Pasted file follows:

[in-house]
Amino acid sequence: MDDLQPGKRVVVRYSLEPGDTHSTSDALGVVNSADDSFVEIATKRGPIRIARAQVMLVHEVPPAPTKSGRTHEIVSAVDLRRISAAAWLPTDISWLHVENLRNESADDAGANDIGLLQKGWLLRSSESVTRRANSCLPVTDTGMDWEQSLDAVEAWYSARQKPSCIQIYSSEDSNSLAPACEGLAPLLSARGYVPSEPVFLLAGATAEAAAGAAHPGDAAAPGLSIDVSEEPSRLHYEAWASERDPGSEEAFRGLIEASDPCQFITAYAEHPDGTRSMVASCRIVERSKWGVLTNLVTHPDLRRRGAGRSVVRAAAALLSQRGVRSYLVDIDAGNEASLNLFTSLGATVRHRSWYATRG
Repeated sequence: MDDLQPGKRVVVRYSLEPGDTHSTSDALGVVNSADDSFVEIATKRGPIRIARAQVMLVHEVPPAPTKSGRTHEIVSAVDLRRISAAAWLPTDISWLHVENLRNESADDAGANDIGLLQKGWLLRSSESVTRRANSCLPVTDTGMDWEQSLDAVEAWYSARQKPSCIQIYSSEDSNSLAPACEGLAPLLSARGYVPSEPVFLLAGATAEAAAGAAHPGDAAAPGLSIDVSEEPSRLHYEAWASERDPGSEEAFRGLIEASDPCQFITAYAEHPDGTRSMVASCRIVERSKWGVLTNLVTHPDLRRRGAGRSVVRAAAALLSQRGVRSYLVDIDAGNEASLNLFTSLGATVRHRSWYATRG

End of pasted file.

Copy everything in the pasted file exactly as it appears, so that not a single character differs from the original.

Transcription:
[in-house]
Amino acid sequence: MDDLQPGKRVVVRYSLEPGDTHSTSDALGVVNSADDSFVEIATKRGPIRIARAQVMLVHEVPPAPTKSGRTHEIVSAVDLRRISAAAWLPTDISWLHVENLRNESADDAGANDIGLLQKGWLLRSSESVTRRANSCLPVTDTGMDWEQSLDAVEAWYSARQKPSCIQIYSSEDSNSLAPACEGLAPLLSARGYVPSEPVFLLAGATAEAAAGAAHPGDAAAPGLSIDVSEEPSRLHYEAWASERDPGSEEAFRGLIEASDPCQFITAYAEHPDGTRSMVASCRIVERSKWGVLTNLVTHPDLRRRGAGRSVVRAAAALLSQRGVRSYLVDIDAGNEASLNLFTSLGATVRHRSWYATRG
Repeated sequence: MDDLQPGKRVVVRYSLEPGDTHSTSDALGVVNSADDSFVEIATKRGPIRIARAQVMLVHEVPPAPTKSGRTHEIVSAVDLRRISAAAWLPTDISWLHVENLRNESADDAGANDIGLLQKGWLLRSSESVTRRANSCLPVTDTGMDWEQSLDAVEAWYSARQKPSCIQIYSSEDSNSLAPACEGLAPLLSARGYVPSEPVFLLAGATAEAAAGAAHPGDAAAPGLSIDVSEEPSRLHYEAWASERDPGSEEAFRGLIEASDPCQFITAYAEHPDGTRSMVASCRIVERSKWGVLTNLVTHPDLRRRGAGRSVVRAAAALLSQRGVRSYLVDIDAGNEASLNLFTSLGATVRHRSWYATRG